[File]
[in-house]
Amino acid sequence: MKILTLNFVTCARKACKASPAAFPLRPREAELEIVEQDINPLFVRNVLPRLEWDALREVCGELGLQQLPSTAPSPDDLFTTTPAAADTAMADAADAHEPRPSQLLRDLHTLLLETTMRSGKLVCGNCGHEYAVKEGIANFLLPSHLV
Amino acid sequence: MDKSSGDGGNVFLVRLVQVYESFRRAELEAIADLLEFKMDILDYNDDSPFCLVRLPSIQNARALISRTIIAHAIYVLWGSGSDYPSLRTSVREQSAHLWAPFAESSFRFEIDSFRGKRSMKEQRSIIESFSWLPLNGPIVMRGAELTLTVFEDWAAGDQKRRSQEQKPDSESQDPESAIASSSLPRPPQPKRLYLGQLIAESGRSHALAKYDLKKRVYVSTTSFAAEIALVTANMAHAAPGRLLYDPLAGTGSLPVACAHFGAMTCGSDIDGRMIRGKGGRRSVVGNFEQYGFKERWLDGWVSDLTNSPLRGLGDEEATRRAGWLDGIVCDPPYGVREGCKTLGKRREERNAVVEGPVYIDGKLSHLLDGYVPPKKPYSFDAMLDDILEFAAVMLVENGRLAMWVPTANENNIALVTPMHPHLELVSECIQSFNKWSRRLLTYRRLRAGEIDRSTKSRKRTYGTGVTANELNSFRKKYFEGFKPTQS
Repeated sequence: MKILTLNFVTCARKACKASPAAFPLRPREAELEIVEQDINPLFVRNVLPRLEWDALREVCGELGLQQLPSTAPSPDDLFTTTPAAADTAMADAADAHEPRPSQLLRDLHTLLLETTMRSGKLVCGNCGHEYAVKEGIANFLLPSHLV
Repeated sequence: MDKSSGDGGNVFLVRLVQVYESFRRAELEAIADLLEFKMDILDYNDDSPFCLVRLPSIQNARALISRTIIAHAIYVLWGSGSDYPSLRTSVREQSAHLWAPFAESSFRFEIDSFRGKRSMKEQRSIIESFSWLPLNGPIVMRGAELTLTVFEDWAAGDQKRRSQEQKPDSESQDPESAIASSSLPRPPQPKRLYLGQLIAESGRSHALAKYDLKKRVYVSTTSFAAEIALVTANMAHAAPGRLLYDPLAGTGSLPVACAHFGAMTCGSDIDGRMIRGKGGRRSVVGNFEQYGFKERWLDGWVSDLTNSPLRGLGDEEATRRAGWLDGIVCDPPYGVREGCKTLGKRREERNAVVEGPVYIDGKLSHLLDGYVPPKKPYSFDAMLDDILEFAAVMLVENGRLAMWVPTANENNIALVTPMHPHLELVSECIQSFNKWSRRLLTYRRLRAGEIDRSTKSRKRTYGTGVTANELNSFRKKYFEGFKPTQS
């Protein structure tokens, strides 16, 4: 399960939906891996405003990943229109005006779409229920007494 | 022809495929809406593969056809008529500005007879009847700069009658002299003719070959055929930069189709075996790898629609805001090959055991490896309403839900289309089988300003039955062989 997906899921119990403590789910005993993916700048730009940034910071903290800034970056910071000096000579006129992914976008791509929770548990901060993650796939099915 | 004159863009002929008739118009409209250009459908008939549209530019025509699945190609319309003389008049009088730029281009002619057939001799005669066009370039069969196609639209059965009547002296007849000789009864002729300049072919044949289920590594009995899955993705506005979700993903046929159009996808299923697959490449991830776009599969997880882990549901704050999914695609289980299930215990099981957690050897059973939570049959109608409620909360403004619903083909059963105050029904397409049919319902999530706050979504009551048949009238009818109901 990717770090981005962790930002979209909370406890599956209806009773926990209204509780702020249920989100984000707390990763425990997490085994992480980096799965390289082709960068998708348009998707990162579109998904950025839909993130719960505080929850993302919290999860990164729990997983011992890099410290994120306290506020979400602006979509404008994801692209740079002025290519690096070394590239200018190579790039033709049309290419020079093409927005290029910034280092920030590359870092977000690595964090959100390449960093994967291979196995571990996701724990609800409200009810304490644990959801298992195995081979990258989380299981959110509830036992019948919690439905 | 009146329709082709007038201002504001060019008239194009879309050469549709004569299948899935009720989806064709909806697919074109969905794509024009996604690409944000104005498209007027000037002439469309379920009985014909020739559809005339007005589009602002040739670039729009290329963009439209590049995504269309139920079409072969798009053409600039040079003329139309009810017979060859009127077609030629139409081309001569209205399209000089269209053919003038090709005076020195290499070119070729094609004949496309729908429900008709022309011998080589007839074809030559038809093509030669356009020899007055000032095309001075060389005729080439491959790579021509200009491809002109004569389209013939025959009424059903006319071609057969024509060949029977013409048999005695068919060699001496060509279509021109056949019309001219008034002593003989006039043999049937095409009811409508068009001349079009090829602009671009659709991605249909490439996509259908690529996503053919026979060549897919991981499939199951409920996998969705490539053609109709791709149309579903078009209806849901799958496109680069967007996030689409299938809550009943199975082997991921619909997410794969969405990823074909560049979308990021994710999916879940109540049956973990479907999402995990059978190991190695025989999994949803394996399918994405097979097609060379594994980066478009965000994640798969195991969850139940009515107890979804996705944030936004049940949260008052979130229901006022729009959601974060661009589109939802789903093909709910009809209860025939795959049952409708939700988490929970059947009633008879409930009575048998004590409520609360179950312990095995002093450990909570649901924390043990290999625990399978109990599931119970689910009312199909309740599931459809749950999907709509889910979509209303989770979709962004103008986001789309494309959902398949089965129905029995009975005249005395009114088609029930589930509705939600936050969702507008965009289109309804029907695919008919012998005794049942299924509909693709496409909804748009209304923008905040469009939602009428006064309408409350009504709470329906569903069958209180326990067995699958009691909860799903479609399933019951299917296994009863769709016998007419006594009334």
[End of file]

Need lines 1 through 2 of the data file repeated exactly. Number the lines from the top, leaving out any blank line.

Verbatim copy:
[in-house]
Amino acid sequence: MKILTLNFVTCARKACKASPAAFPLRPREAELEIVEQDINPLFVRNVLPRLEWDALREVCGELGLQQLPSTAPSPDDLFTTTPAAADTAMADAADAHEPRPSQLLRDLHTLLLETTMRSGKLVCGNCGHEYAVKEGIANFLLPSHLV